Saturday, October 3, 2009

Adventures in Photography

I've been learning more about my camera - about photography in general. F stops and ISO's and apertures - the big 3. I put my camera on Manual today and experimented - and I have to say that I like the pictures better when I set the parameters myself than when the camera decides - on the auto settings.

First up, some flowers. Remember to click on the picture to "embiggen" it - they look much better that way!!

Above is a Chenille flower - I don't know the proper name for this plant

Technically, these are not flowers (the flowers are tiny light purple ones), but berries. This is one of my favorite plants because it's native to Florida, the birds like to eat the fruit, it's easy as pie to grow and it's berries are the most beautiful shade of purple. I wonder if they are poisonous - if not, can they be baked in a pie? Hmmmmm. I'll have to look that up.

Jatropha, another butterfly plant - not a larval plant, I don't think, but a food plant.

This is light colored lantana. I also have the bright orange and yellow version which I like better. This plant is definitely a butterfly food favorite.

This is the luscious purple flower of the Glory Bush - another butterfly bush, although I don't often see them on it. Who cares anyway - it's purple!!

Now for some polydamas caterpillars. I'd like to show you the butterfly, which is a swallowtail and is mostly dark brown/black with yellow edging on it's wings, but I was only able to photograph the caterpillars, and we have a LOT of them. They like Dutchman's pipe, a vine. I haven't seen any of the distinctive flowers on our Dutchman's Pipe vines, yet, but the Polydamas butterflies seem to recognize the plant without the help of it's flowers.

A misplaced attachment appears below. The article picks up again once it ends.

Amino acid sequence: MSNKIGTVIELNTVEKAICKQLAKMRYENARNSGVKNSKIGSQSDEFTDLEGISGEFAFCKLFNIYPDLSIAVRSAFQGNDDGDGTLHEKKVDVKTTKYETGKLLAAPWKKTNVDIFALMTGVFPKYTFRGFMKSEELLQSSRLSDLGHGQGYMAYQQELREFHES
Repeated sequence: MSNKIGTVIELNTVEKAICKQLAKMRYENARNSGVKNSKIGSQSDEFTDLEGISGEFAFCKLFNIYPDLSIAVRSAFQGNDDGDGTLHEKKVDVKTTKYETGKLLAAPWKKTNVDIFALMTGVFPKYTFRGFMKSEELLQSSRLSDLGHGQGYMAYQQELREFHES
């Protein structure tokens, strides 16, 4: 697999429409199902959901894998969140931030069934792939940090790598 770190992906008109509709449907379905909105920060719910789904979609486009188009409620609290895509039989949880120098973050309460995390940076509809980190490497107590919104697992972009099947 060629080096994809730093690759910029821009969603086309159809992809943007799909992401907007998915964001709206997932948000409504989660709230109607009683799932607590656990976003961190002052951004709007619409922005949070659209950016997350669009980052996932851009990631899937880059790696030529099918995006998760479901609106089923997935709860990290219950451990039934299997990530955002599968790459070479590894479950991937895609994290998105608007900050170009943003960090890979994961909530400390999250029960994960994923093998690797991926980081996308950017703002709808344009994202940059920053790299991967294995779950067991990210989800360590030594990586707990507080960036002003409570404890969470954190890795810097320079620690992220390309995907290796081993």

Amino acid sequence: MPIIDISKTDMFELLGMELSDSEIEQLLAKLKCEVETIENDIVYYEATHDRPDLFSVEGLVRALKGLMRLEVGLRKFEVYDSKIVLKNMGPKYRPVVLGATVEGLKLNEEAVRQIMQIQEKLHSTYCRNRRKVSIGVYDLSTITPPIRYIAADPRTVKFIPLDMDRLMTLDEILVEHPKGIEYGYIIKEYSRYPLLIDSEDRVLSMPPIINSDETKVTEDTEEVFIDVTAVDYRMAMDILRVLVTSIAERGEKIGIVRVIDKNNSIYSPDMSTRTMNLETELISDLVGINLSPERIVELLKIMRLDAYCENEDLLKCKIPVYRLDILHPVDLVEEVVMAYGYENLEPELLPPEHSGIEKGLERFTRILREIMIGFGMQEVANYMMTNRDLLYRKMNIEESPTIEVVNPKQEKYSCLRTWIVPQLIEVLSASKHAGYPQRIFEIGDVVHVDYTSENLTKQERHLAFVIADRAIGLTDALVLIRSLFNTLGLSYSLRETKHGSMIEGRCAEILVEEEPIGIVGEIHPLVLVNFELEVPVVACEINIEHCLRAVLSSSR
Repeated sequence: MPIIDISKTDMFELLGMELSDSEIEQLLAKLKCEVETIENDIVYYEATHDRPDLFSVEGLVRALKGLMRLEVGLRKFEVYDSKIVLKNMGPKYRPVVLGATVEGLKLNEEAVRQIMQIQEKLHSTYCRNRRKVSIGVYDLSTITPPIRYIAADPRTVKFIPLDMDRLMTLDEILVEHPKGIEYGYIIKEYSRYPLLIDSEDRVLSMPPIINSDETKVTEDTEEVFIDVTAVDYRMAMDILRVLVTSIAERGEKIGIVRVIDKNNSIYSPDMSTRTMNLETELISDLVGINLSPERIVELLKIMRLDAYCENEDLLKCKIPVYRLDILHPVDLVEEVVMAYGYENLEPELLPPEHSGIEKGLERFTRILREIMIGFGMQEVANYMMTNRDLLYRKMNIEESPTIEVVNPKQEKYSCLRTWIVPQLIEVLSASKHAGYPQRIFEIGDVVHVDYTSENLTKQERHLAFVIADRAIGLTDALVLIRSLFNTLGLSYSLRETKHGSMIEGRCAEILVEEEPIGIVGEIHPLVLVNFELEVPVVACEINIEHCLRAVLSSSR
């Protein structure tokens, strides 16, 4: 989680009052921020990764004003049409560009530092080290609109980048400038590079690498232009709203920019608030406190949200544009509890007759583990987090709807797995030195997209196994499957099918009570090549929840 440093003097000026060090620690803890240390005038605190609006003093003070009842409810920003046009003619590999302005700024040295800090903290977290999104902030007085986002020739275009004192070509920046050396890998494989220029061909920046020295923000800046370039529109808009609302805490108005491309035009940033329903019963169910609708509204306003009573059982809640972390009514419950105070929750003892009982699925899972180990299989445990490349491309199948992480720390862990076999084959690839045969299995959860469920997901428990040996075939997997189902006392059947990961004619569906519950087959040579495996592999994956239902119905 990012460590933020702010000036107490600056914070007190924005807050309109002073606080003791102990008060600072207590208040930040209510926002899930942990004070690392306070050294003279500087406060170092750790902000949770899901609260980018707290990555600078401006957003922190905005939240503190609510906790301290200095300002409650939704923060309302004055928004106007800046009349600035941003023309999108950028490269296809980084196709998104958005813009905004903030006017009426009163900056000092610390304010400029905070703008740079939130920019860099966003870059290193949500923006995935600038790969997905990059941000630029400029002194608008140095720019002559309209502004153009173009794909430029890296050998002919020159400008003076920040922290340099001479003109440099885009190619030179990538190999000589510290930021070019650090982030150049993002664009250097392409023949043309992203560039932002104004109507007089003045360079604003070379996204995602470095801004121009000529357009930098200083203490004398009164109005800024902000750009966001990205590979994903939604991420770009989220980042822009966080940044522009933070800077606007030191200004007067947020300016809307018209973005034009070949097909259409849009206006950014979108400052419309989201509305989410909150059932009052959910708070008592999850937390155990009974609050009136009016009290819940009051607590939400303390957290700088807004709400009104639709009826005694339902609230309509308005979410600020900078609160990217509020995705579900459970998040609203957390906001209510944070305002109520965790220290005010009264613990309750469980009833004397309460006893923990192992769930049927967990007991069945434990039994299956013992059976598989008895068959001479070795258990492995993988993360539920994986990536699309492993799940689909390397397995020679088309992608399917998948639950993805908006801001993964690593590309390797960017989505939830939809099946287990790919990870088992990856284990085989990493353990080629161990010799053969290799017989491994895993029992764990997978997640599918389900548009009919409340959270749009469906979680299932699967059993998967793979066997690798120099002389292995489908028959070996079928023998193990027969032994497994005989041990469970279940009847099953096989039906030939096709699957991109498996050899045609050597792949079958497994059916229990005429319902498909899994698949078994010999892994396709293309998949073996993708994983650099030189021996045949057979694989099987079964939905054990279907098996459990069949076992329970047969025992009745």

You can see a big fat one, probably not long before it spins it's cocoon and one a little smaller. Every time they get too big for their skin, they shed it and each size up is called an Instar. The First Instar is tiny tiny, and I think the Fifth Instar might be the last before cocooning, but I'm not sure.

"Hey!! Got any peanuts?" Mr. Squirrel seems to be saying as he peeks over the back fence at me below.

Once he realizes I'm not coming any closer, he gets comfortable and looks like he wants to gossip awhile.

Here are a few butterflies I WAS able to capture. First is a Gulf Fritillary on Lantana. You can just about see it's Proboscis stuck into the innards of the tiny flower.

Next is a Julia - I'm not sure if this is a Female or a Male.

As I have written in past posts, we have a feral honey bee hive in our backyard. Here are some photos that show both some capped areas of the comb (babies inside or honey locked away?) and some areas that clarly have shiny liquid honey in them. The capped area is small and is on the bottom of the picture toward the left. The honey is at the top of the picture in about the middle.


Island Rider said...

Beautiful photos! You are getting good at that! I think that is American Beauty Berry which means it is not good to eat, but the early pioneers used it for dye so get some wool and change its color!

Susan Humeston said...

Thanks!! Yes - it is American Beauty Berry - I bet it would make a GREAT dye - I've been experimenting with tie dye and indigo - why not Beauty Berry??